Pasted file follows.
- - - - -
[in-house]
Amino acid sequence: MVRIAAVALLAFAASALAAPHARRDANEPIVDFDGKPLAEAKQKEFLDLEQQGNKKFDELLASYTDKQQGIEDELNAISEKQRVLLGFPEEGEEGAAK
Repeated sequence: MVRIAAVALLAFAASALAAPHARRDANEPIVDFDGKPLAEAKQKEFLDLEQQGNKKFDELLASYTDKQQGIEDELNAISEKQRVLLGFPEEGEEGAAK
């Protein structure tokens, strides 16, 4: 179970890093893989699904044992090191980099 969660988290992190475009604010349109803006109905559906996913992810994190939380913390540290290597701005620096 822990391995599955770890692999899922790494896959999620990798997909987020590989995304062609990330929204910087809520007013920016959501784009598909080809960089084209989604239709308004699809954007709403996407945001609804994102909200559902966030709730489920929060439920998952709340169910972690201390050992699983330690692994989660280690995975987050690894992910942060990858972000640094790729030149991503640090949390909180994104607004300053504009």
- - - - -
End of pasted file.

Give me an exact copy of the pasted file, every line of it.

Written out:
[in-house]
Amino acid sequence: MVRIAAVALLAFAASALAAPHARRDANEPIVDFDGKPLAEAKQKEFLDLEQQGNKKFDELLASYTDKQQGIEDELNAISEKQRVLLGFPEEGEEGAAK
Repeated sequence: MVRIAAVALLAFAASALAAPHARRDANEPIVDFDGKPLAEAKQKEFLDLEQQGNKKFDELLASYTDKQQGIEDELNAISEKQRVLLGFPEEGEEGAAK
């Protein structure tokens, strides 16, 4: 179970890093893989699904044992090191980099 969660988290992190475009604010349109803006109905559906996913992810994190939380913390540290290597701005620096 822990391995599955770890692999899922790494896959999620990798997909987020590989995304062609990330929204910087809520007013920016959501784009598909080809960089084209989604239709308004699809954007709403996407945001609804994102909200559902966030709730489920929060439920998952709340169910972690201390050992699983330690692994989660280690995975987050690894992910942060990858972000640094790729030149991503640090949390909180994104607004300053504009």